Reminding folks to confirm their subscription

Building an audience (or to use the slightly more concise, slightly more cynical term, list building) is mostly an art of navigating a spectrum between maximum conversions and maximum subscriber quality. [^1]

On one end of the spectrum, you can imagine a completely open sieve: a text input that sits on the internet, blessedly naive, ready for any enterprising individual to plop an email in and hit "submit". There are no barriers to entry: no validations, no typo checking, no spam detection, no CAPTCHA.

If you collect email addresses like this, well — you'll get a lot of email addresses! And a lot of garbage, too:

  1. people typing gamil.com instead of gmail.com
  2. spammers and malicious actors trying to use your mailing list for nefarious purposes
  3. undeliverable email addresses
  4. garbage strings

On the other end of the spectrum, you can imagine a careful and meticulous screening process: every potential email address is manually added, after careful and personal vetting, by you. You have utmost confidence that each email is kosher (whether it's by cross-referencing it with a person you know or some other database), but it's completely locked down to the outside world. Your list will be high-quality, but it won't grow very quickly (or without much manual labor.)

Buttondown's approach, naturally, is somewhere in between. We do a lot of automatic verifications [^2], like making sure that new subscribers' have syntactically correct email addresses with valid MX records and haven't been reported for spam.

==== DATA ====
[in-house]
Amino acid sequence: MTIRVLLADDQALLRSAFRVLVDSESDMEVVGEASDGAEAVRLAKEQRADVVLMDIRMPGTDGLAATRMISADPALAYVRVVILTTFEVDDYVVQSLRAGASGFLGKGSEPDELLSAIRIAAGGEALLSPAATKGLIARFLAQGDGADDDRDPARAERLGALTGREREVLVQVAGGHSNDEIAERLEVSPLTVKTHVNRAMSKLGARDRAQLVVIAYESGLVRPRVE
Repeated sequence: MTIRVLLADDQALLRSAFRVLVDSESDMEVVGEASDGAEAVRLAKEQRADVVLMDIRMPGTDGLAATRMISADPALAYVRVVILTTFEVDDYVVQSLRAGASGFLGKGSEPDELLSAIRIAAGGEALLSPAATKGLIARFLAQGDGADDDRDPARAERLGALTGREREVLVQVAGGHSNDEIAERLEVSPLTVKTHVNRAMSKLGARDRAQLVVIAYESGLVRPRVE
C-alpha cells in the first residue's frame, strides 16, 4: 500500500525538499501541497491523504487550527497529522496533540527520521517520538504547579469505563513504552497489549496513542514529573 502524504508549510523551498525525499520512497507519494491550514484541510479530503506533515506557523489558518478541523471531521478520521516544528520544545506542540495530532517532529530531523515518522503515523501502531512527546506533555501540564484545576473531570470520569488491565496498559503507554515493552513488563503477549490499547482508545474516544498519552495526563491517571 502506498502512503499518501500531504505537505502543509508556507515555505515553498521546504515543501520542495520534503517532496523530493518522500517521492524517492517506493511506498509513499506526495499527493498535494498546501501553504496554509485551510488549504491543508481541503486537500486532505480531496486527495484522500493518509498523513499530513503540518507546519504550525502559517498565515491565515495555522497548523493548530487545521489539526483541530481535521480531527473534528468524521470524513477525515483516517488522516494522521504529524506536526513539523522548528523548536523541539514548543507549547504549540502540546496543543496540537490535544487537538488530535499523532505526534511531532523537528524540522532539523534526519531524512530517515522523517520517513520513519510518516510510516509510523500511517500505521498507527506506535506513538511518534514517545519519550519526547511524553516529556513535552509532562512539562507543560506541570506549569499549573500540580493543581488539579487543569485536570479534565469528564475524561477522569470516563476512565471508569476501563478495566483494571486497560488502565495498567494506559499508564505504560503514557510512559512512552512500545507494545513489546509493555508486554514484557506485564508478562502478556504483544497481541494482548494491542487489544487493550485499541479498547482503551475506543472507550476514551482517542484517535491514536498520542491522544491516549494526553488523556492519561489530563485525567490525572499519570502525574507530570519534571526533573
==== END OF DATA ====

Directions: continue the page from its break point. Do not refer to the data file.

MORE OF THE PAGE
We also optionally allow what's called "double opt-in". This is the industry term for "make subscribers confirm their email addresses before I send stuff to them"; you've probably run into this before.

But the thing about double-opt in is that it's sort of a black box. You don't have a great sense of why folks aren't opting-in; some of them might be bots or spammers, sure, but a pretty common worry is just that hey, people have lots of emails, and the confirmation email may have been lost in the torrent.

That's why I'm excited to have launched subscription reminders, which is exactly what it sounds like: you can send emails to folks who haven't confirmed their address to remind them gently about your beautiful newsletter. [^3].

Simply go to your Subscribers page and choose the "Unconfirmed subscribers" filter, and you're good to go:

They'll get a nice lil email in their inbox reminding them of the exciting task ahead of them:

[^1]: This is, to be fair, true of most conversion funnels; you're always going to be either sacrificing conversion rate for conversion quality or vice versa. [^2]: Software! Truly, a miracle. [^3]: And you can only do it a few times, to make sure things don't become overbearing.

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